Contact Us:

Payment Method: PayPal, Credit Card

Shipping: We Ship Worldwide.

Booksellers: Please contact us for special pricing.



The Damp Chamber and Other Dark Places (by Frank Chigas)

SKU: MP2004-DC

Hardcover with jacket

345 pages with illustrations
Limited Edition of 500 copies


    From a deserted research facility harboring monstrous secrets to portents of death found on the cold waves of the Atlantic, The Damp Chamber collects nineteen terrifying tales in an attractive hardcover, with original artwork by the author.

    Besides the terrifying title novelette, there are many other stories to be found within these pages to jangle the nerves of the unprepared. The House of August opens its decaying doors to a nightmare trapped within its very frame, and evil is awakened with the tolling of The Copper Bell. A haunted inn on the sea-swept cliffs of Dover is the backdrop for horror in She Is a Picture In Black, while The Return of the One triggers a deadly resolution for the unwary. Frank Chigas stops at every sinister detour in-between, guiding the reader through these dark places with a sure hand.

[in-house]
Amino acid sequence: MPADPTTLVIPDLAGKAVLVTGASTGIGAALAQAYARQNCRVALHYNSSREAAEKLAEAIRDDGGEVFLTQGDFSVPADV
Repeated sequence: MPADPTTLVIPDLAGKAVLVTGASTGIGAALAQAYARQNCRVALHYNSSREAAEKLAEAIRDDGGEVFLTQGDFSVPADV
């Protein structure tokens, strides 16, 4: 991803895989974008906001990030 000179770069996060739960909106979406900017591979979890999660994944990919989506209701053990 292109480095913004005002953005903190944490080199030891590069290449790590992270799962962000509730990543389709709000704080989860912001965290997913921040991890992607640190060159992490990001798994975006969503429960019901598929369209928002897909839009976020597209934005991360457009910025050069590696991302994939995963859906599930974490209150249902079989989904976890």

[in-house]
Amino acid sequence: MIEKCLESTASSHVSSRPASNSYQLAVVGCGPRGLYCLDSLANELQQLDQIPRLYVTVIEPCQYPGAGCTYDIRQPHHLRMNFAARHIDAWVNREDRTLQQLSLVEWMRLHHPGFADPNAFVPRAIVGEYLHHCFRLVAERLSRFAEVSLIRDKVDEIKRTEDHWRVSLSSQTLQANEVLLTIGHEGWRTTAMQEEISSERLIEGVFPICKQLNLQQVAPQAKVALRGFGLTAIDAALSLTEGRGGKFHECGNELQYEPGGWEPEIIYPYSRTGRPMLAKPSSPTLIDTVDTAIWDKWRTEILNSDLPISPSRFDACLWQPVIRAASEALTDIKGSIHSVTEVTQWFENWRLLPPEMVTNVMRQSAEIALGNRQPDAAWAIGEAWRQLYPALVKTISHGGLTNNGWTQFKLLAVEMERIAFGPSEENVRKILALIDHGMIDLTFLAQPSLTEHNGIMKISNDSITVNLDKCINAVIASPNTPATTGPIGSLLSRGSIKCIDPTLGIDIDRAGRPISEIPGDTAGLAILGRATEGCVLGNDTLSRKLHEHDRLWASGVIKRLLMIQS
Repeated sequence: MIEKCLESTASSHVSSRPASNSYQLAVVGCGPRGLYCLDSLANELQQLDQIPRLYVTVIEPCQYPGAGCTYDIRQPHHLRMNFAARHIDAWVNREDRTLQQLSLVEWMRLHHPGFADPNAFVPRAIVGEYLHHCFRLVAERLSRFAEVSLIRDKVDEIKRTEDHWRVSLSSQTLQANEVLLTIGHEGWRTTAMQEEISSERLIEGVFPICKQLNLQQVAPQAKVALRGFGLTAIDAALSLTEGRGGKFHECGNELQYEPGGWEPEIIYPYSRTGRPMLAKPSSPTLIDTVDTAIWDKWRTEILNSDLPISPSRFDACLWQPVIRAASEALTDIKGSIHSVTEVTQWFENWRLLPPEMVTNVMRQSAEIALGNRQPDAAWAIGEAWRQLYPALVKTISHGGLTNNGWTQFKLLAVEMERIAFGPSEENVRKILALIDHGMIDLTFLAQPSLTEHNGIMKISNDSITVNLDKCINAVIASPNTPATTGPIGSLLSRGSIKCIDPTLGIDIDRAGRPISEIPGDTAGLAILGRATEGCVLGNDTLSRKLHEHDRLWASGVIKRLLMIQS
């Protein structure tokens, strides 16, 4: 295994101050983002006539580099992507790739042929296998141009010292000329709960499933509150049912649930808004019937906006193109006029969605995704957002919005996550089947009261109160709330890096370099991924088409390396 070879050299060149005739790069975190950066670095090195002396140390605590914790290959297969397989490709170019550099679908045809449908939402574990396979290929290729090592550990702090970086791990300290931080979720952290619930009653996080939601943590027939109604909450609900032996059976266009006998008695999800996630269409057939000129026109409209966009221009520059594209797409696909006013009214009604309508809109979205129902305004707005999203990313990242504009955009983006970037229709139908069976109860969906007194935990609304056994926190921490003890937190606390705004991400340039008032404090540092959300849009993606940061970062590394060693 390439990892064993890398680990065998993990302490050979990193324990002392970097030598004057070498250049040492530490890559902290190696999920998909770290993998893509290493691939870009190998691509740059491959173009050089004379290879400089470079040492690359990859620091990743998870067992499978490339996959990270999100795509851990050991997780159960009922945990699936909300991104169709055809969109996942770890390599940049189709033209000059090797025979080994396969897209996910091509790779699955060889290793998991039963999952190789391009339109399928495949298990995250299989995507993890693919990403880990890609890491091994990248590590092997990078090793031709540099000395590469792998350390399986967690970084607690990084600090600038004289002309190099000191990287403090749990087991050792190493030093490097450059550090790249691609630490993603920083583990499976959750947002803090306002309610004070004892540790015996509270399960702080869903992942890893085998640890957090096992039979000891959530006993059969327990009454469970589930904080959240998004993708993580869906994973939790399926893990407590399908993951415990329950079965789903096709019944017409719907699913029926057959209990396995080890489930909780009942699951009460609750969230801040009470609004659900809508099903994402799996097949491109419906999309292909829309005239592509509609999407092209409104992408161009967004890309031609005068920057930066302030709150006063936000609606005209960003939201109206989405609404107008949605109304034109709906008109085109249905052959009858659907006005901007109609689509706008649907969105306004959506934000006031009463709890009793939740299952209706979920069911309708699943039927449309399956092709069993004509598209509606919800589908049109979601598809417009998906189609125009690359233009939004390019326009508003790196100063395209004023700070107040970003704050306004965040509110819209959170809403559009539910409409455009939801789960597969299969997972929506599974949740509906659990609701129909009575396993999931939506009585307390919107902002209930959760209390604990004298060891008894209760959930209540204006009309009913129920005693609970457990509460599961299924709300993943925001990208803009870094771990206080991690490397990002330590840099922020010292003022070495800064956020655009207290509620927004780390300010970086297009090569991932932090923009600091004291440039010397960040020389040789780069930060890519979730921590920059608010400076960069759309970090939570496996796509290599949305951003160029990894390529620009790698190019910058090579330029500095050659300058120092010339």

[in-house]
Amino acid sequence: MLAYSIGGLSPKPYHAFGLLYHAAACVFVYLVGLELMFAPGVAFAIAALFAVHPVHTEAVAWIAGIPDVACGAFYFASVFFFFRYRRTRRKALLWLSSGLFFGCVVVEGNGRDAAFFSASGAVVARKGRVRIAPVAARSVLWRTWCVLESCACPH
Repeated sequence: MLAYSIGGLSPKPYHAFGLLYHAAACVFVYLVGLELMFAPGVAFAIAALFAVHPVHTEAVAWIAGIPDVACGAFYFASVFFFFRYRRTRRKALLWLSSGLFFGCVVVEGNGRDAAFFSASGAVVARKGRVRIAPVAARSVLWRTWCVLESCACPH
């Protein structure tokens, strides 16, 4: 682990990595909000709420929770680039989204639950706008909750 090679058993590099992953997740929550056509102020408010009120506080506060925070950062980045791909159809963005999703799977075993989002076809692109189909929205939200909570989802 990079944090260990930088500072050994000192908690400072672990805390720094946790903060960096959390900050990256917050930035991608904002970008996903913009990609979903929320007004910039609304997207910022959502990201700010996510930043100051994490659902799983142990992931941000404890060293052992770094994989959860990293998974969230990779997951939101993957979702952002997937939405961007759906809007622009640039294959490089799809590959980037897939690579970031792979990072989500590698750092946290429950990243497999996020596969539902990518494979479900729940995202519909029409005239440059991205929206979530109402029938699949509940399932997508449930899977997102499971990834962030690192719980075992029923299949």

With a penchant for building a palpable atmosphere, the author has created a lasting document of fright that will stay with the reader for some time to come.


    "Frank really has his finger on the pulse of horror, particularly ghost stories, as evinced by this startling, often disturbing but wholly exciting and original collection of fiction. As I read The Damp Chamber, Frank drew me into each one with the clarity of his descriptiveness, the well formed and deftly honed characters, as well as the exceedingly well informed knowledge that went into making both characters and story locations totally real. From the content of each, a remarkable amount of research must have gone into creating and verifying the settings for them, and it visibly shows in each of their proceedings. Each story is a masterpiece of creativity…A very distinctive style is immediately apparent in this collection …Dread and tension abound …with a carefully crafted and powerful aura of malevolence in each tale. Oftimes gruesome, mainly bewildering at the horror depicted, yet satisfyingly refreshing with each of these nineteen tales…The book's dust-wrapper is like the fiction within, a masterpiece of understated menace. Frank Chigas is a name to be reckoned with in the horror fiction firmament, and one that I am sure will be appearing with more regularity and intensity in the future. If his short stories are this startling, I eagerly await his first full length novel with bated breath. Certainly a most deserving successor to the achievements and reputation of the likes of J S Le Fanu and Algernon Blackwood. A true masterpiece of the macabre."
    —Horror Express Magazine